Facebook’s News Feed Gets a Facelift

By FOXBusiness

Facebook is overhauling its most gossip-laden central feature, the News Feed, giving it a larger and more newspaper-like makeover.

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CEO Mark Zuckerberg announced the new design at a press conference Thursday, saying the new look will appear as a “personal newspaper” and will be more visual than the current feed. He added that it will be more mobile-friendly to accommodate the social networking site’s growing number of smartphone and tablet users.

The News Feed is the lifeblood of Facebook (NYSE:FB), which updates users upon login of the most important information happening within their network including status updates, new photos, “likes” and relationship data.

The overhaul includes making photos larger and enhancing the visual parts of users’ posts. Users can also choose what feeds they want to look at, according to TechCrunch writer Josh Constine, who attended Facebook’s announcement.

“The real value of the News Feed is that it creates ambient intimacy and an online town hall” Constine says. “They are now changing that to allow each person to see the town they want—just their best friends, or music or photos. Facebook will be categorizing so you can select the feeds you want to look at.”

The idea is likely to keep people on the feed for longer, he says, which is appealing to advertisers—Facebook’s bread and butter.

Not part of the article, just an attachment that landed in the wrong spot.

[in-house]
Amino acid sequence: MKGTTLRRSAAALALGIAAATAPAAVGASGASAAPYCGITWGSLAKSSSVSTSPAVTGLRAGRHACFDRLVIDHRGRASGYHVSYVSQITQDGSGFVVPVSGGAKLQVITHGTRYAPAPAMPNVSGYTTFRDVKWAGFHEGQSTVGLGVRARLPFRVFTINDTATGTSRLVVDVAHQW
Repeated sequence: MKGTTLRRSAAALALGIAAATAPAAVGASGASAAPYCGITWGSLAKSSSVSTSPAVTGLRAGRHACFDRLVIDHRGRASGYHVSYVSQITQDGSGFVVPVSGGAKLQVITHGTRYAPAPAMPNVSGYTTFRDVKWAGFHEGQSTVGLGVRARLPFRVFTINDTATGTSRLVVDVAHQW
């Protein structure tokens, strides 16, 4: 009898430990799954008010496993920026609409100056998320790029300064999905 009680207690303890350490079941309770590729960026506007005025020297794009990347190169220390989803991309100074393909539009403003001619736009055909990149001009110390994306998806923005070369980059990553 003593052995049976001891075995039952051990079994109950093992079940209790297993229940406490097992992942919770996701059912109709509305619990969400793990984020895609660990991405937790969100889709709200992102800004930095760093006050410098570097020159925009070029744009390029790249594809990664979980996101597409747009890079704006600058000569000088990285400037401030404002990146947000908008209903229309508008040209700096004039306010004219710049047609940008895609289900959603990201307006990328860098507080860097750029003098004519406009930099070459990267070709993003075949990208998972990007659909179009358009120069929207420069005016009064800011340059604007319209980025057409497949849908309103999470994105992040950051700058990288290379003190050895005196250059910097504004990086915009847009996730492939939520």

“The new Feed is designed to give people more to do,” he says. “They may even leave overwhelmed because there’s too much to do. Before it was mainly one page, and when you got to the bottom and saw information you had already seen you would leave. Now threes more choice involved.”

The move is risky for the company which has struggled since its public offering in May 2012, says Constine. If people don’t like it, or stay on the page for less time, that can mean less cash for the company.

In the past, Facebook would roll out changes all at once; however this new design will be available on some users’ accounts today, and will work out its kinks before going into effect for all one billion users.

“It’s a bold and risky move,” he says. “It’s uprooting the behavior of a billion people.”

If users don’t like the new feature, one thing is for sure—it will show up in the News Feed.

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